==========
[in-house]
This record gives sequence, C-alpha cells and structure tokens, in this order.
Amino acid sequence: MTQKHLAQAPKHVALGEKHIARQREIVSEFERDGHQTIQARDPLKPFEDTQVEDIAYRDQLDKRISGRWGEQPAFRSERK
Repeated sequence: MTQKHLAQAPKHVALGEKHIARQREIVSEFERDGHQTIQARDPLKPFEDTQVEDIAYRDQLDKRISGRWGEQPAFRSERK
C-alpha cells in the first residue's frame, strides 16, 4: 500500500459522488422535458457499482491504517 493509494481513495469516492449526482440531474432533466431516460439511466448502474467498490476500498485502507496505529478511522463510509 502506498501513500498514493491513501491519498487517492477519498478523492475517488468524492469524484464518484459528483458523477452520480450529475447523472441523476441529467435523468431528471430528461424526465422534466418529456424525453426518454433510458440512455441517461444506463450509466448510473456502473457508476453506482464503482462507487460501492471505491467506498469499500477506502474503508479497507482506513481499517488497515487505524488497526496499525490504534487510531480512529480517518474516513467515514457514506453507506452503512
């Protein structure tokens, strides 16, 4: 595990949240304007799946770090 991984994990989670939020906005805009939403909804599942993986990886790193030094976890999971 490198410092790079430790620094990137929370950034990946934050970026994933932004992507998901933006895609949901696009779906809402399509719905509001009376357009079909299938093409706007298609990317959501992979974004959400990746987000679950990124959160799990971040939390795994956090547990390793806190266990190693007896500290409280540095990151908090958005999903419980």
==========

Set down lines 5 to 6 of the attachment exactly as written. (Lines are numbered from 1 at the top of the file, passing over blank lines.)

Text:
C-alpha cells in the first residue's frame, strides 16, 4: 500500500459522488422535458457499482491504517 493509494481513495469516492449526482440531474432533466431516460439511466448502474467498490476500498485502507496505529478511522463510509 502506498501513500498514493491513501491519498487517492477519498478523492475517488468524492469524484464518484459528483458523477452520480450529475447523472441523476441529467435523468431528471430528461424526465422534466418529456424525453426518454433510458440512455441517461444506463450509466448510473456502473457508476453506482464503482462507487460501492471505491467506498469499500477506502474503508479497507482506513481499517488497515487505524488497526496499525490504534487510531480512529480517518474516513467515514457514506453507506452503512
């Protein structure tokens, strides 16, 4: 595990949240304007799946770090 991984994990989670939020906005805009939403909804599942993986990886790193030094976890999971 490198410092790079430790620094990137929370950034990946934050970026994933932004992507998901933006895609949901696009779906809402399509719905509001009376357009079909299938093409706007298609990317959501992979974004959400990746987000679950990124959160799990971040939390795994956090547990390793806190266990190693007896500290409280540095990151908090958005999903419980």